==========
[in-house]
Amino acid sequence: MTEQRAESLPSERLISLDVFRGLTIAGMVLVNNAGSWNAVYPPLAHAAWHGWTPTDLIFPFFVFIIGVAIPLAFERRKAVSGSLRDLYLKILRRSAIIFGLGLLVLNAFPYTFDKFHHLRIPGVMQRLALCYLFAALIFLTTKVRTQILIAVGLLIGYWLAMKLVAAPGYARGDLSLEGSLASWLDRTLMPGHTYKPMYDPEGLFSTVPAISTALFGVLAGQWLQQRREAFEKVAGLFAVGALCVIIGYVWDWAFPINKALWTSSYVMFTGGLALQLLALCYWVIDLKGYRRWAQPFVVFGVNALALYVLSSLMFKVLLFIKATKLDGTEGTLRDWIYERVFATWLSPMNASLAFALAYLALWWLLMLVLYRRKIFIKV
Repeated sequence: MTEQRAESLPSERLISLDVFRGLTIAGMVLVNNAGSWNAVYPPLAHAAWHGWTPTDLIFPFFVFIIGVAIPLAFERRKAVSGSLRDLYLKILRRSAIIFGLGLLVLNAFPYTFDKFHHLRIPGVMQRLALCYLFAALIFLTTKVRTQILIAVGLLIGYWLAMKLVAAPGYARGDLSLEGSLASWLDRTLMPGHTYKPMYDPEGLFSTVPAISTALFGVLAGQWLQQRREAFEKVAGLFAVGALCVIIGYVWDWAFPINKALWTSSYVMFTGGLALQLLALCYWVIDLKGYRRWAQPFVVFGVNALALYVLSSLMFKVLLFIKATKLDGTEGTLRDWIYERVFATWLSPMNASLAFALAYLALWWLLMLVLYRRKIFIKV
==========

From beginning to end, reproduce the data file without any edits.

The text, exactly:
[in-house]
Amino acid sequence: MTEQRAESLPSERLISLDVFRGLTIAGMVLVNNAGSWNAVYPPLAHAAWHGWTPTDLIFPFFVFIIGVAIPLAFERRKAVSGSLRDLYLKILRRSAIIFGLGLLVLNAFPYTFDKFHHLRIPGVMQRLALCYLFAALIFLTTKVRTQILIAVGLLIGYWLAMKLVAAPGYARGDLSLEGSLASWLDRTLMPGHTYKPMYDPEGLFSTVPAISTALFGVLAGQWLQQRREAFEKVAGLFAVGALCVIIGYVWDWAFPINKALWTSSYVMFTGGLALQLLALCYWVIDLKGYRRWAQPFVVFGVNALALYVLSSLMFKVLLFIKATKLDGTEGTLRDWIYERVFATWLSPMNASLAFALAYLALWWLLMLVLYRRKIFIKV
Repeated sequence: MTEQRAESLPSERLISLDVFRGLTIAGMVLVNNAGSWNAVYPPLAHAAWHGWTPTDLIFPFFVFIIGVAIPLAFERRKAVSGSLRDLYLKILRRSAIIFGLGLLVLNAFPYTFDKFHHLRIPGVMQRLALCYLFAALIFLTTKVRTQILIAVGLLIGYWLAMKLVAAPGYARGDLSLEGSLASWLDRTLMPGHTYKPMYDPEGLFSTVPAISTALFGVLAGQWLQQRREAFEKVAGLFAVGALCVIIGYVWDWAFPINKALWTSSYVMFTGGLALQLLALCYWVIDLKGYRRWAQPFVVFGVNALALYVLSSLMFKVLLFIKATKLDGTEGTLRDWIYERVFATWLSPMNASLAFALAYLALWWLLMLVLYRRKIFIKV